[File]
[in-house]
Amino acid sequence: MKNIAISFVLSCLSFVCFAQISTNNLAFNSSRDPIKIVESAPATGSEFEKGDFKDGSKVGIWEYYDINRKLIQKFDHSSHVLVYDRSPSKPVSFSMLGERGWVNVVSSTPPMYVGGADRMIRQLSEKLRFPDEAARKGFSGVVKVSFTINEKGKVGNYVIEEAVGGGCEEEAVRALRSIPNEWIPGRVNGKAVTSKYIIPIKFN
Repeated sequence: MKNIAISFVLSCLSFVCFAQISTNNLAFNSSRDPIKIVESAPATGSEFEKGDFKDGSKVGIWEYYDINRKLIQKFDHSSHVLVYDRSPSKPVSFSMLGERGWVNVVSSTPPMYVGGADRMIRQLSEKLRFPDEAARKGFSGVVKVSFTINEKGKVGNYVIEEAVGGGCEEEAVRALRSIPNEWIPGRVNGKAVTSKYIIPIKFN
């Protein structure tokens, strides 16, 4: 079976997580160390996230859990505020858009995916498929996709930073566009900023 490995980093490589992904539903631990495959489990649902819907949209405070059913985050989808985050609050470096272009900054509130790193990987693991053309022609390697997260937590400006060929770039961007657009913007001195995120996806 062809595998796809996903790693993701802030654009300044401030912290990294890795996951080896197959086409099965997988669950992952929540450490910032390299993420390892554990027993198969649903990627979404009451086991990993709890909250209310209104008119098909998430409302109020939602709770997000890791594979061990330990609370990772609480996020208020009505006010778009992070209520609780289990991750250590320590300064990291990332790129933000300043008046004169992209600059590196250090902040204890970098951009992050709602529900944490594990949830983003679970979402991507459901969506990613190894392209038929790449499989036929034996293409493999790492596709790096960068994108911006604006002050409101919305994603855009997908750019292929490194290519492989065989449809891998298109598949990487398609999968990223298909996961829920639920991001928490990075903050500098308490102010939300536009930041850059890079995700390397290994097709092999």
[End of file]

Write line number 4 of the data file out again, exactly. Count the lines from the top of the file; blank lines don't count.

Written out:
């Protein structure tokens, strides 16, 4: 079976997580160390996230859990505020858009995916498929996709930073566009900023 490995980093490589992904539903631990495959489990649902819907949209405070059913985050989808985050609050470096272009900054509130790193990987693991053309022609390697997260937590400006060929770039961007657009913007001195995120996806 062809595998796809996903790693993701802030654009300044401030912290990294890795996951080896197959086409099965997988669950992952929540450490910032390299993420390892554990027993198969649903990627979404009451086991990993709890909250209310209104008119098909998430409302109020939602709770997000890791594979061990330990609370990772609480996020208020009505006010778009992070209520609780289990991750250590320590300064990291990332790129933000300043008046004169992209600059590196250090902040204890970098951009992050709602529900944490594990949830983003679970979402991507459901969506990613190894392209038929790449499989036929034996293409493999790492596709790096960068994108911006604006002050409101919305994603855009997908750019292929490194290519492989065989449809891998298109598949990487398609999968990223298909996961829920639920991001928490990075903050500098308490102010939300536009930041850059890079995700390397290994097709092999």